Celebrate The Whole of It, Part Two

Since returning from my visit to the Community of Celebration which I wrote about in this blog on August 16 (“Celebrate The Whole of It!”), I have spent some time re-reading some of the literature covering the birth, growth, and development of this modern-day religious community. That would include two books by the founder, The Rev. Graham Pulkingham, Gathered For Power and They Left Their Nets which describe the early days of charismatic renewal at the Church of the Redeemer in Houston and the community which began to develop out of that movement.

The third book was This Is My Story, This Is My Song by Graham’s wife, composer and musician Betty Pulkingham, providing her perspective on those years as did community member Maggue Durran in her The Wind At the Door documenting their time in England and Scotland. The final book I read was a fine summary of their whole history up to the present day. It is called Following The Spirit by an English priest, Philip Bradshaw. He and his wife Margaret are still members of the Community of Celebration and live in London, keeping the community’s witness alive in the U.K.

This history, covering nearly half a century, reminds me of some my own, being introduced to the charismatic movement in the late 1960s and early ’70s, continuing to grow spiritually and thereby shedding some of the more fundamentalist tendencies which accrued to the movement (though not so much the Community of Celebration) but always appreciating the renewed worship, disciplined prayer life, and the family and community-centered emphasis of this band of pilgrims.

I experienced their music first in the Diocese of Central Florida and later invited them to lead the worship at a diocesan convention and conduct missions in the Diocese of Iowa while I was bishop here. I kept up with them over the years and some fifteen years ago was asked to serve as their Bishop Visitor now that the community was based in Aliquippa, Pennsylvania being a praying, witnessing, and prophetic community in the heart of this rust-belt former steel town and assisting in its restoration and re-birth.

Like many monastic and religious communities, Celebration has seen declining numbers in recent years. They no longer expect a restoration of their community life as it once was, but have begun making plans to transfer the work to others in Aliquippa after they are no longer able to keep things going. For the present, they still work hard, worship together three times day and in a joyous Saturday evening Eucharist in their beautiful little chapel. They continue a ministry of hospitality and are involved in the neighborhood, the diocese, and even the national Episcopal Church.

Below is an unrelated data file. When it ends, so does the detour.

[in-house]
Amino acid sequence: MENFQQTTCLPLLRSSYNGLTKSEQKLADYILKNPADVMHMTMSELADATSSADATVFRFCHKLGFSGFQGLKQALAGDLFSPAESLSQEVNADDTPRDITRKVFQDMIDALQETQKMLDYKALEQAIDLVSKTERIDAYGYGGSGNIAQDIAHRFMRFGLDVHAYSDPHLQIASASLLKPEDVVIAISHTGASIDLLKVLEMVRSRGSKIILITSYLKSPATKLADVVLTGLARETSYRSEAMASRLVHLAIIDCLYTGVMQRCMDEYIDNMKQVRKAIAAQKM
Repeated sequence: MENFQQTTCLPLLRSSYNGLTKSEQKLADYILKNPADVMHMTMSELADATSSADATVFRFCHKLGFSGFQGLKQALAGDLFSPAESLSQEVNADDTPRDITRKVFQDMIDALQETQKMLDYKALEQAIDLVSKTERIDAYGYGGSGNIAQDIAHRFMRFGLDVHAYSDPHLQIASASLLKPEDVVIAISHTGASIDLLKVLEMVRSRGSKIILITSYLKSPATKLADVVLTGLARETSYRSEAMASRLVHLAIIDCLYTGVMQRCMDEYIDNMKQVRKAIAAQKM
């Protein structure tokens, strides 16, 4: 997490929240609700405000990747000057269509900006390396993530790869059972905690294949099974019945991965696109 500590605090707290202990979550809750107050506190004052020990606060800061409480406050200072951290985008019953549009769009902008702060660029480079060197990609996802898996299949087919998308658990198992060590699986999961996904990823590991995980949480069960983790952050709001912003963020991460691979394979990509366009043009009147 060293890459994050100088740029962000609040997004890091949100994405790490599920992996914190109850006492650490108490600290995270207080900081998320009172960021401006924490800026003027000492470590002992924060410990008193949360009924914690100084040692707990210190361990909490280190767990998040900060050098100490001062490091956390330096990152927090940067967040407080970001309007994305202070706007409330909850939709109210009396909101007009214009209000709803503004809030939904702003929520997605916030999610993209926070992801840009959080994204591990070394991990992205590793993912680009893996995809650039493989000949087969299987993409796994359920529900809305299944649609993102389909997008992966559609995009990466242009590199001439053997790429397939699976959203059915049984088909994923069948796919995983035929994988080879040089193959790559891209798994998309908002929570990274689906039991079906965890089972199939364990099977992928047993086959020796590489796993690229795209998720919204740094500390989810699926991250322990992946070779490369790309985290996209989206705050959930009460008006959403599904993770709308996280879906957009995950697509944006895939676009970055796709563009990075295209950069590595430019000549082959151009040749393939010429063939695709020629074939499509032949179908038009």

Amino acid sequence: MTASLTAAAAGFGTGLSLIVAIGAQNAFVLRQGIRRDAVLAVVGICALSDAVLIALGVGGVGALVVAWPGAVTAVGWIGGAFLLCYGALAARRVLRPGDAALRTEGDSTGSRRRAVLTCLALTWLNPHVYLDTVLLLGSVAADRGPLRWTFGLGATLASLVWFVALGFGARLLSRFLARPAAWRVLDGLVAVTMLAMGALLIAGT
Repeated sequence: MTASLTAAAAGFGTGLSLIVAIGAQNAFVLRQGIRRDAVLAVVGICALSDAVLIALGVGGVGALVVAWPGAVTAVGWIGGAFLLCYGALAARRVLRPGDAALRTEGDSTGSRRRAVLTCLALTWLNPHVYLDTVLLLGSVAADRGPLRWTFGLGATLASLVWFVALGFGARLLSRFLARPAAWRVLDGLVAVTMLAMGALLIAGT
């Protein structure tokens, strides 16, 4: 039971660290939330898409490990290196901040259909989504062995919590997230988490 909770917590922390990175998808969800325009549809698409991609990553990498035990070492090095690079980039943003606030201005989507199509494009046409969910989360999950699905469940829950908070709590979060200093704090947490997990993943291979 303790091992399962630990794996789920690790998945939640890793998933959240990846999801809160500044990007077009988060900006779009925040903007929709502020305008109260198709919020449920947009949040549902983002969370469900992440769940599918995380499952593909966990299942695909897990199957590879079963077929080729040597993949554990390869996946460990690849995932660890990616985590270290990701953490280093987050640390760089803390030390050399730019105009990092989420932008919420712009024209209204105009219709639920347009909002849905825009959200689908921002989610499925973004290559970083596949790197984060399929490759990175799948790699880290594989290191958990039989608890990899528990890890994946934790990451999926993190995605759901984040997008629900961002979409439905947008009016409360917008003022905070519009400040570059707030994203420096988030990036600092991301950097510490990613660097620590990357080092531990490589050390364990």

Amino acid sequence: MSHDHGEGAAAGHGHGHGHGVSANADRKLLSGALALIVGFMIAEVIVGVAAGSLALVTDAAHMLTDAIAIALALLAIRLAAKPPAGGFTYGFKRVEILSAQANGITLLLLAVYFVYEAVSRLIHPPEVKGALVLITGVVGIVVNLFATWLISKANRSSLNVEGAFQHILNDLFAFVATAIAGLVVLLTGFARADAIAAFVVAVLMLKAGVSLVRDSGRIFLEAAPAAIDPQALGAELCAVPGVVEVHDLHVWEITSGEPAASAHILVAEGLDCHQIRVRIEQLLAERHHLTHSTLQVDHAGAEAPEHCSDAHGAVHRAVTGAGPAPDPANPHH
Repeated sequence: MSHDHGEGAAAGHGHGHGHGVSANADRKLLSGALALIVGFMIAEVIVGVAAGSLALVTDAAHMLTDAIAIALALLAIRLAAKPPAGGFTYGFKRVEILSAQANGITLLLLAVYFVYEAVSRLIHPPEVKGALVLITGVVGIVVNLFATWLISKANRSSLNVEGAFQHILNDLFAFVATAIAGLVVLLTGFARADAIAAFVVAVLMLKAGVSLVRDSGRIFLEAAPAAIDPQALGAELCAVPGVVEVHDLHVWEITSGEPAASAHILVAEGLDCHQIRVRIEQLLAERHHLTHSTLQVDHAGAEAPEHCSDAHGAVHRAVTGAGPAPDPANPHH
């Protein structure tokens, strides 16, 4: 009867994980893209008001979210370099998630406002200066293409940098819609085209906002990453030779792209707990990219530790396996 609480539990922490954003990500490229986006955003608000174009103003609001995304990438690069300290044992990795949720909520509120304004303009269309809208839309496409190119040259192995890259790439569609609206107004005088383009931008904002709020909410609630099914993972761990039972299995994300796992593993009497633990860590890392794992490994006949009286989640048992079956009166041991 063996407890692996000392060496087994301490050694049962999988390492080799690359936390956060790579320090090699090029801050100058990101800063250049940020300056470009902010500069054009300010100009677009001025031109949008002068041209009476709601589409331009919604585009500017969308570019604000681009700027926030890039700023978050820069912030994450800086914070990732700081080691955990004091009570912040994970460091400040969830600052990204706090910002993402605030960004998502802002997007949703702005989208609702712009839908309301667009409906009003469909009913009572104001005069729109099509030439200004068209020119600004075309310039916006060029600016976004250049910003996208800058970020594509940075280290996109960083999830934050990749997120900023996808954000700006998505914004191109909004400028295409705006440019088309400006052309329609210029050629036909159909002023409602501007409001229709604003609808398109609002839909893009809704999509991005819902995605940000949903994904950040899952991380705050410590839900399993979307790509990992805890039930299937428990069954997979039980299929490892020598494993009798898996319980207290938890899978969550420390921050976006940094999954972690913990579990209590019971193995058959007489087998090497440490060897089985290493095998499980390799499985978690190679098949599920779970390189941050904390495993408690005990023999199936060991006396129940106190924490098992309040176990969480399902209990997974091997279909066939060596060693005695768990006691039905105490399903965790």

I believe their contribution to the liturgical life of the Episcopal Church is often under-appreciated or even unknown. They were ahead of the times in liturgical renewal, involving lay persons as well as clergy in worship leadership, experimenting with contemporary language and music but always within the structure of the Eucharistic liturgies and the Daily Offices. Without groups like The Fisherfolk (their traveling music  group’s name) I do not believe there would be musical resources like Wonder, Love, and Praise, Lift Every Voice or even supplemental liturgical texts such as Enriching Our Worship in the Episcopal Church.

One need only look at the 1982 Hymnal of the Episcopal Church to see music (“Alleluia, alleluia, give thanks to the risen Lord” and “I Am The Bread Of Life”) and even service music like S-247, a setting for the Magnificat) written or arranged by Betty Pulkingham. There are beautiful ballads by Wiley Beveridge and Psalm tones by Kevin Hackett still being used Sunday by Sunday in the U.K. and here.

They were on the cutting edge, but always occupied a position Richard Rohr calls today  being “on the outside of the inside,” fully recognized as congregations or communities in the Anglican Communion, but pushing the boundaries in helpful and challenging ways.

I am grateful this day for the Community of Celebration’s witness in my own life and in the life of the wider Church.

One Response to “Celebrate The Whole of It, Part Two”

  1. Caroline Laubheimer Says:

    Ditto to you.

    Sent from my iPhone

    >

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